Machine generated contents note: Part I: 1. The natural right to free speech and parody; 2. The natural right to parody copyrighted works; Part II: 3. The parody/satire dichotomy in American law; 4. Canada's potential parody/satire dichotomy; 5. The (deceptively) broad British parody exception; 6. The broadening French parody exception; 7. A parody exception for Hong Kong in crisis; Conclusion.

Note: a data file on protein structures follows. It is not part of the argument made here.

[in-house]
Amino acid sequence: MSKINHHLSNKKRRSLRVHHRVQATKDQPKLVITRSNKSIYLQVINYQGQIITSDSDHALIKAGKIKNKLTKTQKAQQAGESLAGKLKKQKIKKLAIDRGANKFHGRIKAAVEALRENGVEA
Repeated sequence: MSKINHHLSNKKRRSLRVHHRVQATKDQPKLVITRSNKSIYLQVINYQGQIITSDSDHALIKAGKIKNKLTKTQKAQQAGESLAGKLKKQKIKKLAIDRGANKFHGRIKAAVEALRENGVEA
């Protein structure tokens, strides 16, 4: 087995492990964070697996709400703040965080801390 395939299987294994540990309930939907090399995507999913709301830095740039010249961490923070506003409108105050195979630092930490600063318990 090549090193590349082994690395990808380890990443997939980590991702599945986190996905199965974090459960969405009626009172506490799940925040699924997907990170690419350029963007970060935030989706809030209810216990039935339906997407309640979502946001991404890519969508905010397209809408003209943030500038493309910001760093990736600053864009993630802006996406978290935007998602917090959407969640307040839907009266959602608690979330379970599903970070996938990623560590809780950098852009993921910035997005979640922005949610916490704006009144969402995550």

"In The Right to Parody: Comparative Analysis of Free and Fair Speech, Amy Lai examines the right to parody as a natural right in free speech and copyright, proposes a legal definition of parody that respects the interests of rights holders and accommodates the public's right to free expression, and describes mechanisms to ensure that parody will best serve this purpose. Combining philosophical inquiry with robust legal analysis, the book draws upon examples from the United States, Canada, the United Kingdom, France, and Hong Kong. While it caters to scholars in intellectual property and constitutional law, as well as free speech advocates, it is written in a non-specialist language designed to appeal to any reader interested in how the boom in online parodies and memes relates to free speech and copyright"--